Saturday, September 1, 2012

A Book on the Differences Between Lutheran and Reformed Theology




Once I compile that which I have written on my blog into articles dealing with different issues, I am hoping to get a book published. This will be a book dealing with the theological differences between the Reformed and Lutheran churches on numerous issues, and giving an exegetical and theological defense of Lutheranism.

The chapters I have done work on thus far are dealing with the following topics:

Part 1: Election and Free Will

Predestination
The Extent of the Atonement
Apostasy and Perseverance
Distinguishing Mild and Strict Augustinianism

Part 2: Worship

The Eucharist
Baptism
The Worship Service

Part 3: Soteriology

Justification
Sanctification

Is there anything else I should be dealing with that I have neglected? I would appreciate advice and recommendations.

21 comments:

Nick said...

One of the clinchers for me as I was moving from Calvinism to Lutheranism was the means of grace in general. I think it is important that Calvinists understand that within their system, the word itself is not a means of grace. They have effectively divorced the word from the work of the spirit. The Spirit works alongside the word, yes, but it is the immediate work of the Spirit on the individual which does everything. I think it would be helpful to treat the means of grace in general before moving on to the Lord's supper and baptism. It is only within that framework, and in relation to how the word works in general, that a Reformed person can even begin to understand what we are talking about in the sacraments.

Josh Brisby said...

I think there are some major differences in Christology as well. We Reformed do not embrace the genus majesticum because we see it as a violation of Christ's humanity. It would be helpful, I think, to interact there as well.

Dave Ketter said...

Ecclesiology.

Jordan Cooper said...

Thanks Josh. A large part of my chapter on the Supper deals with the two natures issue.

Jordan Cooper said...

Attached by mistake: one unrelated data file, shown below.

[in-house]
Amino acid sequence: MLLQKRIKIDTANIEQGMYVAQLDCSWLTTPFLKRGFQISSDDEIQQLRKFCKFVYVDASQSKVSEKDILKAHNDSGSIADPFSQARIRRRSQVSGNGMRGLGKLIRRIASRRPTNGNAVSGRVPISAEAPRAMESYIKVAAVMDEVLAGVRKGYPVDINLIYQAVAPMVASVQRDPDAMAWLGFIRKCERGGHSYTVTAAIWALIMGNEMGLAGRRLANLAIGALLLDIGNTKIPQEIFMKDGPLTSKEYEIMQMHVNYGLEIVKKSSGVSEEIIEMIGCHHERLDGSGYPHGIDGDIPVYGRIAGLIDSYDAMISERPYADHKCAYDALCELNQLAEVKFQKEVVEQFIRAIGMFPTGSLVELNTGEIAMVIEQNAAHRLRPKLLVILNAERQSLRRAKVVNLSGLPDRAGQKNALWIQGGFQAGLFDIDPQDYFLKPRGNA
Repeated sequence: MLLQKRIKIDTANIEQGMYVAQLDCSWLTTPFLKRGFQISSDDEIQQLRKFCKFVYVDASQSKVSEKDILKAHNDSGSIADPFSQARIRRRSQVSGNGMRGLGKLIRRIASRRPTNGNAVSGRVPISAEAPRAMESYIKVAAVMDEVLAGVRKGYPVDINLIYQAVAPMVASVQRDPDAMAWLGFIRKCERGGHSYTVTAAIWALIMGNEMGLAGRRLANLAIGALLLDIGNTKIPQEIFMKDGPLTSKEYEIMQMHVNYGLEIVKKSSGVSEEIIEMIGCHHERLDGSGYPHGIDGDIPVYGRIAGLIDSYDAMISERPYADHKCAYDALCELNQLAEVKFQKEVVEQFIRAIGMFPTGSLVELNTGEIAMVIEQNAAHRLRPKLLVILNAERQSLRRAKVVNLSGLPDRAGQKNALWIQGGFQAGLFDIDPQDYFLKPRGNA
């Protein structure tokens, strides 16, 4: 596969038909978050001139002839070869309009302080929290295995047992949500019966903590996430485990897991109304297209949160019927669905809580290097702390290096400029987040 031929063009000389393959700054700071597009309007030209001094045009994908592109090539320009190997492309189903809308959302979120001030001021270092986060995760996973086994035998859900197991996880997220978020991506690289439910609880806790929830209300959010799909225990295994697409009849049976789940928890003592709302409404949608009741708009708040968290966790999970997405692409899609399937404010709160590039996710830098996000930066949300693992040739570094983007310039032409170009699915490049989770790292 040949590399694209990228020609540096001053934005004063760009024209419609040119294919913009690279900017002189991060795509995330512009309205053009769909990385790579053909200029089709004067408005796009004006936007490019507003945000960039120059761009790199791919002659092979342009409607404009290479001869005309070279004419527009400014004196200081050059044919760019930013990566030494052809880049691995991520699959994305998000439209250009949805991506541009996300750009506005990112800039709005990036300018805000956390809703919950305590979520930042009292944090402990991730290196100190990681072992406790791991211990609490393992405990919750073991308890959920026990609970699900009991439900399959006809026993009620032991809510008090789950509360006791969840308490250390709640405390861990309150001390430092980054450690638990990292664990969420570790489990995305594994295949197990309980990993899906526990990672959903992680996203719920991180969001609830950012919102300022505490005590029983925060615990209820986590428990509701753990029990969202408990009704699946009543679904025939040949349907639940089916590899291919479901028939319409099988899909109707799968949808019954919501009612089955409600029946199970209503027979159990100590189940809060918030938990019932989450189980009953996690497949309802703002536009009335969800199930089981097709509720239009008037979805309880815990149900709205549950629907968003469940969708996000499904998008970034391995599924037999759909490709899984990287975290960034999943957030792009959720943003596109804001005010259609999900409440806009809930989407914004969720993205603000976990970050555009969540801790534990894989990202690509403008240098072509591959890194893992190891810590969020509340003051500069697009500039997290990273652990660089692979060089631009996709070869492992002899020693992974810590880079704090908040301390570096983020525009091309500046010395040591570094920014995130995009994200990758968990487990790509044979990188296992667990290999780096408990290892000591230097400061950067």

Ecclesiology is very important. It is somewhat hard to deal with since Lutherans don't have a specific ecclesiastical structure that we all adhere to. Personally I would like to see Lutherans adopt an Episcopal system.

Josh Brisby said...

On ecclesiology, you could deal with the differences in the views of the constitution of the church. For example, as you know, we Reformed embrace covenantally an external/internal distinction of the covenant, and we see the local church as the visible expression of the external covenant, containing both believers and unbelievers. Invisibly, we see that as the complete number of the elect. Lutherans see all the baptized as regenerate, and that touches upon their view of the visible church. It would be good, I think, to highlight and interact with differences here.

Martin Yee said...

Hi Jordan,

Great project! I like your precision and concisiveness in writing.

How about church and state?

Regards,
Martin

brianbechtel said...

Vocation and the doctrine of the Two Kingdoms.

The Lutheran treatment of these doctrines is much more robust, living, and vital than it is among the Reformed, the precious few exceptions notwithstanding.

Jordan Cooper said...

Josh- Good observation. Those are some important things to point out.

Martin- Yes, I should do something about Two Kingdoms and the distinction between church and state. The only issue is that there is no unified Reformed view to dialogue with.

Brian- I will be dealing with vocation in my chapter on sanctification.

brianbechtel said...

Jordan,

I thought you might say you were treating vocation under sanctification.

As for there not being a unified Reformed view of the Two Kingdoms and the distinction between church and state, all the better. There is a fairly clear spectrum of belief in the Reformed thought, and that could make a nice foil for the more well defined Lutheran view.

Also, you might be dealing with this under worship, but I am going to add the very real and important differences between the two views on the ordained ministry.

inga said...

I was wondering Jordan, if your book will be for the specialists or the general audience.

All the other comments pointed to clear lutheran distinctives (gems):theology of vocation, church&state/two kingdoms.